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Montgomery County Texas
Towns Past & Present
 
 

Excerpts from “A History of Montgomery County, Texas” Chapter V, Cities, Towns, and Communities,
by William Harley Gandy”:

 

Through its history Montgomery County has had its share of towns and communities. Some are now ghost towns, while others live only in the minds of the old timers who remember something once said about them. And too, a few have been sawmill towns which lived as long as the timber which made them lasted. Some failed to survive because a railroad or highway by-passed them, or because an industrial change occurred. But for these reasons, for every community that became extinct, another seemed to spring up in its place.
 

Within the original bounds Montgomery County had such historical towns as, Cincinnati, Huntsville, Waverly, Robbin’s, Old Trinidad (Spanish Bluff), Groce's, Fanthrop's, Navasota, Coldspring, Swartout, Point Blank, and many others. These towns were separated from Montgomery County when the new counties in which they were located were formed from Montgomery, but even after Montgomery was divided she had many communities left. Some of these communities, many of which are extinct today, are as follows: Boggy, McRae, Dobbin, Bobbin, Hartley, Peach Creek, Lake Creek, Bethel, Mink, Pleasant Grove, Caney Station, Newleaney, Morrisville, Bear bend, Longstreet, Oklahoma, Lost Cane Brake, Hunters Retreat, Deckers Prairie, Goodson Prairie, Mount Pleasant, Panther Branch, Brantley, Presswood, Danville, Waukegan, Honea, Ada, Esperanza, Union Grove, Tamina, Rose Hill, Clinesburg, Beach, Willis, Timber, Montgomery, Conroe, Magnolia, Tharp, Youens, Butlersburgh, Pools, Dacus, Fostoria, Cut 'n Shoot, Pinehurst, Karen, Jackson, Bobville, Rayford, Porters, Security, Midline, Splendora, Boy, Four Corners, Granger, Wigginsville, New Caney, Cowl Spur, Bunn, Leonidas, Keenan, Bays Chapel, and Ventura. Only a few of these communities will be considered in this study, though it is with regret that the author can not give an account of each. Several are treated including the important towns of today, an early town, a ghost town, a sawmill town and some communities of unusual interest.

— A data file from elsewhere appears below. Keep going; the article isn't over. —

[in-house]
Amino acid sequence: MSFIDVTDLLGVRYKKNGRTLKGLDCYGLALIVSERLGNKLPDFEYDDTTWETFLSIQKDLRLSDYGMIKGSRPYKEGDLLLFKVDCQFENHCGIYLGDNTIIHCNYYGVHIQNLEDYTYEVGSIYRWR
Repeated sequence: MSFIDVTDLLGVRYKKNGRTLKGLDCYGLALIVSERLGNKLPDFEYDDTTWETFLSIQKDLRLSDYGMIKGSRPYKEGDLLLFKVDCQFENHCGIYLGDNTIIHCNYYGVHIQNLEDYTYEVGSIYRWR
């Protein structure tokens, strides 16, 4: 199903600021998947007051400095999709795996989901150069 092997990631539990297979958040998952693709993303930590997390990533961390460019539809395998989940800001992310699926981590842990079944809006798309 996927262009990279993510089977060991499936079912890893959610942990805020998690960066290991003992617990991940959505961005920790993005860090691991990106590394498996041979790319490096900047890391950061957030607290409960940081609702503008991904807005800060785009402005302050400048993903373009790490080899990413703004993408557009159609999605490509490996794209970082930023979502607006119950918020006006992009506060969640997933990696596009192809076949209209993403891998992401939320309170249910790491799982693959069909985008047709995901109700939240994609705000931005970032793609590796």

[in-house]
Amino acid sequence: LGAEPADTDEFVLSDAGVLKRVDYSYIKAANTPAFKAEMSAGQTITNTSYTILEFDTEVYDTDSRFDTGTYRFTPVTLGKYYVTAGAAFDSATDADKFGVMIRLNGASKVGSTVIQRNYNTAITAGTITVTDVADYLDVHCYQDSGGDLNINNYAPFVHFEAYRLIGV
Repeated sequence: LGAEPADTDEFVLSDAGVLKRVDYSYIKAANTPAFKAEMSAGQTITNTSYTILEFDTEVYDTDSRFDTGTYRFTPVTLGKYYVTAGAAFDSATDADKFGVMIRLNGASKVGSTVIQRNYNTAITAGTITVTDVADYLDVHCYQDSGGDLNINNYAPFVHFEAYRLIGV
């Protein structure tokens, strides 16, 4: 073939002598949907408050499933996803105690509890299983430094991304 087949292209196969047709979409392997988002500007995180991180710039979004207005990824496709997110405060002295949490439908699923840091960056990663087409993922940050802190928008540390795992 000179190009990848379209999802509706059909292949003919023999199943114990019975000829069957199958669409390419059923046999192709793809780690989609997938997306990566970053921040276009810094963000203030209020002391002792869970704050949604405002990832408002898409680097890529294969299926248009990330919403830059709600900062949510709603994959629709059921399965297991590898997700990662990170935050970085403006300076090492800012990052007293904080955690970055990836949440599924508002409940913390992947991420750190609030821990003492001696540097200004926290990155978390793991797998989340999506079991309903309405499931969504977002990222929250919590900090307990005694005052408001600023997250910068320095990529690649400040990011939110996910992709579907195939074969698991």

Old Towns Near West Fork
Of The San Jacinto River

From
Heritage Museum of Montgomery
 

The West Fork of the San Jacinto River rises seventeen miles west of Huntsville in western Walker County (at 30°39' N, 95°51' W) and flows southeast ninety miles through Montgomery County to its confluence with the East Fork of the San Jacinto River on the northern rim of Lake Houston in northeastern Harris County (at 30°02' N, 95°09' W). The river was dammed in the early 1970s to form fifteen-mile-long Lake Conroe (Honea Reservoir) in Montgomery County. Gathering more than 400,000 acre-feet of runoff annually, the West Fork of the San Jacinto is more than twice as large as the East Fork; including the San Jacinto River proper and both branches, the entire system's drainage area comprises 4,000 square miles. Gently sloping to nearly level terrain is surfaced by loam and clay which support patches of loblolly pine-sweetgum, loblolly pine-shortleaf pine, water oak-elm, pecan-elm, and willow oak-blackgum woods on the banks of the river. The creek's middle course flows through western Sam Houston National Forest.qv Principal tributaries include Neely Spring Branch, McGary Creek, West Sandy Creek, Robinson Creek, McDonald Creek, East Sandy Creek, Little Caney Creek, Lake Creek, Little Lake Creek, Spring Creek, and Cypress Creek. The narrowness of the channel and the limited volume of water in the upper course of the river restrict its recreational uses, despite its generally high water quality and the scenic character of the countryside it drains. Below Lake Conroe Dam, however, there is normally a sufficient flow to permit rafting and canoeing. Moreover, Lake Conroe itself, a 21,000-acre municipal reservoir only twenty-seven miles from Houston, has become one of the most important recreational areas in southeastern Texas.